High Book Prices Hurt Students and Authors, but Benefit Sellers
More recently, however, the federal government has taken an interest in finding why textbook prices have soared over the past 20 years.
As part of this effort, The Advisory Committee on Student Financial Assistance, a federal committee chartered by Congress, reported that, according to its yearlong study, “first-time, full-time students spent a total of $898 at four-year public colleges and $886 at two-year public colleges on books and supplies” in 2003-04.
Released in May 2007, findings from the Study on the Affordability of College Textbooks were anything but news to college students, parents who foot the college-book tab, university professors and even textbook authors.
Book Prices Create Financial Woes
Regarding the ever-inflating price of college books, Rometrius “Romy” North, a junior mass communication major at Middle Tennessee State University in Murfreesboro, is just one of many who feels the financial pinch come textbook-purchase time.
“Textbook prices are unreasonably high for students trying to get by and get an education,” said North, a first-generation college student, in a recent on-campus interview.
Adding to the aggravation of the inflated book prices, “I also think it’s ridiculous when some professors insist that you must have a textbook, but then it’s never cracked open during the semester,” she continued. “For me, that experience was a waste of the money I already don’t have.
“I guess … I would not mind the (book) prices so much, if I felt like I got quality use from them,” noted the 21-year-old North, “but that doesn’t always happen.”
Book Authors, Students Biggest Losers
Dr. Janet Belsky, a professor of psychology at MTSU and textbook author several times over, said that for years, textbook authors have been pinned with a considerable share of the blame for ever-increasing textbook prices. However, such accusations couldn’t be further from the truth, she asserted.
“You can’t make money from writing textbooks,” observed Belsky, whose latest title, the 550-page Experiencing the Lifespan, was released December 2006 by Freeman & Worth. “Hour by hour, (writing a text pays the author) less than minimum wage, even for a potentially blockbuster, huge-market book.”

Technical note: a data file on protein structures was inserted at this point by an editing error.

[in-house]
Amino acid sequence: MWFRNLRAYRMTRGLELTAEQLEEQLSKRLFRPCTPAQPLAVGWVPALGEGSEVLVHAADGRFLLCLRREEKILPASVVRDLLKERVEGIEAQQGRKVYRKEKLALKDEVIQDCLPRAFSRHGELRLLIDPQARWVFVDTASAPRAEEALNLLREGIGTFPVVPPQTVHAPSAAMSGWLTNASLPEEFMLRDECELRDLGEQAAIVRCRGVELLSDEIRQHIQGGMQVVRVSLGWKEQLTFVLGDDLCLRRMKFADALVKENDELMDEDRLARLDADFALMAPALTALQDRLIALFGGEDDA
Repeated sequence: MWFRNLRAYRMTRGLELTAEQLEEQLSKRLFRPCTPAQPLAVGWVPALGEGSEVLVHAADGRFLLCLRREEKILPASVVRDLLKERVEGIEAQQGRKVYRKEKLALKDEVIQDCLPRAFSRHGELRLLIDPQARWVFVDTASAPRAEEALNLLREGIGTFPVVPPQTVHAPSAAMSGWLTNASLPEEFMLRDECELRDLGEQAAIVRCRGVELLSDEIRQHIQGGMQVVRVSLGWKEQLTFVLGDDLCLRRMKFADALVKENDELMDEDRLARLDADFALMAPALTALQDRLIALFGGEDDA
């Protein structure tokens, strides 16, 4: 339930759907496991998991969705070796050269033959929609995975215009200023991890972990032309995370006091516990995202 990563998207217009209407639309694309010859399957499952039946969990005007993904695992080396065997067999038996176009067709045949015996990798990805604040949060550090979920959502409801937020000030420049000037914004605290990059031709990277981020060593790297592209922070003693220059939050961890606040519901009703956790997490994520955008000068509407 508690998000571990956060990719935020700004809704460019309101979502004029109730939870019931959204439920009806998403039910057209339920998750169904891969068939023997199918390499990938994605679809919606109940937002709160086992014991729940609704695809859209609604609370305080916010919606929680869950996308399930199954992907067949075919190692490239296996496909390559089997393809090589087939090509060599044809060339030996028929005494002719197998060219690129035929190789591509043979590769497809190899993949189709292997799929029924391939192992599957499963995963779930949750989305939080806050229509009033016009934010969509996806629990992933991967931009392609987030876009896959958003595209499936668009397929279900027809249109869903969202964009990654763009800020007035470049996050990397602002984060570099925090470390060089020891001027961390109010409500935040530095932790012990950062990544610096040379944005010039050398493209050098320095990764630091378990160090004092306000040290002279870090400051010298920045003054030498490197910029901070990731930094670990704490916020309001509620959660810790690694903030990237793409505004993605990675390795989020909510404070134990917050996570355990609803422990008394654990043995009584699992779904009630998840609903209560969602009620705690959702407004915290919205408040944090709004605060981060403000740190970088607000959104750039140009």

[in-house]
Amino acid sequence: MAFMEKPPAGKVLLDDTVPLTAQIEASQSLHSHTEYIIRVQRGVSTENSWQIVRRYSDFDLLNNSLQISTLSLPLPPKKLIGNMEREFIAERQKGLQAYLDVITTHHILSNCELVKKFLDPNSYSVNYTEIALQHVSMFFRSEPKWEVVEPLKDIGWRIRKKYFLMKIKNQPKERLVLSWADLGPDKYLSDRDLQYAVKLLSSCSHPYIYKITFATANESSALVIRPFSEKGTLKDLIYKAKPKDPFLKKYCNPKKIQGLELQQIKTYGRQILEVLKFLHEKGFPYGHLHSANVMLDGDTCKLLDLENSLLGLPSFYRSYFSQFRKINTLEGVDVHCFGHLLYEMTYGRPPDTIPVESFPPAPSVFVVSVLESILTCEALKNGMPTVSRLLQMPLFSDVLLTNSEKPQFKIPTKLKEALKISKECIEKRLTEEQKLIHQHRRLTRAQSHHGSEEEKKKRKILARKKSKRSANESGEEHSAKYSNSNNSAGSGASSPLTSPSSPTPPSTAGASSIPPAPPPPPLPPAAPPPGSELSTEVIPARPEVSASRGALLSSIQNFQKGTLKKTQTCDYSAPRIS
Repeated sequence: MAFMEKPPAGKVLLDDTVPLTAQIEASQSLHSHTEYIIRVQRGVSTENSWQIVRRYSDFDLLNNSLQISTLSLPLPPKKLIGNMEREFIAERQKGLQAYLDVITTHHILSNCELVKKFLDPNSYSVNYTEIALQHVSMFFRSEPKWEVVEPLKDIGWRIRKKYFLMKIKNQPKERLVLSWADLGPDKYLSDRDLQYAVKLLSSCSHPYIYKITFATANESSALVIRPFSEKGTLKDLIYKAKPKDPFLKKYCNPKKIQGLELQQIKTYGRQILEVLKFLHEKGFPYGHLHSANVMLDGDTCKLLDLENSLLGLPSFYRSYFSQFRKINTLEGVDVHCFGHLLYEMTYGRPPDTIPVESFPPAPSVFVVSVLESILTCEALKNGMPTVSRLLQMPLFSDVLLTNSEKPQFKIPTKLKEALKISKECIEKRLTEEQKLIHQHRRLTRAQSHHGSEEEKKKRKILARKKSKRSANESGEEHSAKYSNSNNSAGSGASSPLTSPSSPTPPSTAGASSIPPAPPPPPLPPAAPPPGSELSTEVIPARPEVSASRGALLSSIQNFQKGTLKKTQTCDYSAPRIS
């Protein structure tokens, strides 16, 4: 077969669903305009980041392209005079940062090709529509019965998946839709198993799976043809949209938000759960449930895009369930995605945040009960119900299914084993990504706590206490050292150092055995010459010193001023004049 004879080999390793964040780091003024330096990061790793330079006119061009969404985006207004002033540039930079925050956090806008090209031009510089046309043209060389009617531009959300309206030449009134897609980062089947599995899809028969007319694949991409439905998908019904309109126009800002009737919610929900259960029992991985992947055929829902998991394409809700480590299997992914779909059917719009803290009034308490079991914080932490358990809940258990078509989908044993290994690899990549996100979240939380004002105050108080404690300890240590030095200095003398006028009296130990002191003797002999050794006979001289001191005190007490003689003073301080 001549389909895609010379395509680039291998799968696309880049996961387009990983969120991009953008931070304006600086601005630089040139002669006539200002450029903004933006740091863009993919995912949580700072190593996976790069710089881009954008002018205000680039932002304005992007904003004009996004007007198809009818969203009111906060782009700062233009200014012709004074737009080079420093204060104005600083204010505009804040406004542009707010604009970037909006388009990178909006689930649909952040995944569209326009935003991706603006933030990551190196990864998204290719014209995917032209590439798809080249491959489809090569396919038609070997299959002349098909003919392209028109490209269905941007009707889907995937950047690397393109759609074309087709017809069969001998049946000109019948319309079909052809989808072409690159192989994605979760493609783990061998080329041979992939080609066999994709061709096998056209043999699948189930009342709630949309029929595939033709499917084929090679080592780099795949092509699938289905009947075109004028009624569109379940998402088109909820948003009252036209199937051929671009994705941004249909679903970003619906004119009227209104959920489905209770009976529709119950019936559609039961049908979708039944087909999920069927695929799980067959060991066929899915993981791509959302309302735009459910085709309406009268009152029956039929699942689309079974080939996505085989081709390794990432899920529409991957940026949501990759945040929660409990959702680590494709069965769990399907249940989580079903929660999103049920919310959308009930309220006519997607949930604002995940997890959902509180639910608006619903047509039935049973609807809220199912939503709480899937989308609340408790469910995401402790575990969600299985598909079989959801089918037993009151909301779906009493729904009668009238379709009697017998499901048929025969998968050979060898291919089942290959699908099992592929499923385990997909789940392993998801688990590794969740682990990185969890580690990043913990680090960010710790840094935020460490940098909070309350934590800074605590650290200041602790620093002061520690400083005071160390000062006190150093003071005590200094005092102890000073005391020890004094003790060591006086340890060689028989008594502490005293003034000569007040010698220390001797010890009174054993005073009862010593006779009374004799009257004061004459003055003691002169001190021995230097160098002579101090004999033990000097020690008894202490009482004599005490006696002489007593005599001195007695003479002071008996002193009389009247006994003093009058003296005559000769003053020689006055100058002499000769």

In all reality, she added, during a recent chat in her book-filled campus office, writing a text is a labor of love, not one undertaken for money, and it’s a process that takes years. As evidence, she pointed to the fact that new copies of her latest book currently list for about $81, and from this price tag, the book’s author “basically makes about 15 percent of the wholesale price for the book when it’s sold new.”
Textbook Stores: The Real Profiteers
All in all, reported Belsky – who estimates she’ll garner “a few dollars” from the sale of each brand-new book–people tend to forget that when used copies of a text are sold back to bookstores, there’s no income to be made for textbook authors – only for the textbook seller.
“When students sell their new book back at the end of the semester or quarter, from then on the author and publisher get nothing, nada, zip,” Belsky noted. “Basically, with a book like mine costing $80 new, the used-book dealer is going to pocket about $40, $50 or $60 – or more – depending on how often the book is sold back and bought again for no investment of time or money, except sitting at that buy-back table.”
And worse yet,” she lamented, “the professors’ free books, the complimentary texts they are sent, can even be sold as ‘new books,’ if the professors choose to sell them, which gives textbook authors nothing and undercuts the publishers because the book is being sold as ‘new’ at a lower cost.”
While many don’t see the hours upon hours that turn into years upon years that textbook authors, publishers and review committees devote to making academic texts concise and valuable to would-be learners in a given field, the motivation to undertake writing a textbook is usually rooted in a desire to make a difference, Belsky confirmed.
“My life’s passion is to make students think more deeply, to look at the world in a new way, to influence minds and captivate hearts,” she explained. “But also, I’m a knowledge pack rat; I love to learn all I can about a field … and I’m trying to make a real contribution to my field (by authoring textbooks).”
In short, as indicated by the federal study, textbook prices have steadily risen over the past two decades, with no signs of slowing. College students, meanwhile, pay the price, as do textbook authors, and it’s likely those who deal in used-book sales will continue to profit, as students seek ways to cut college costs.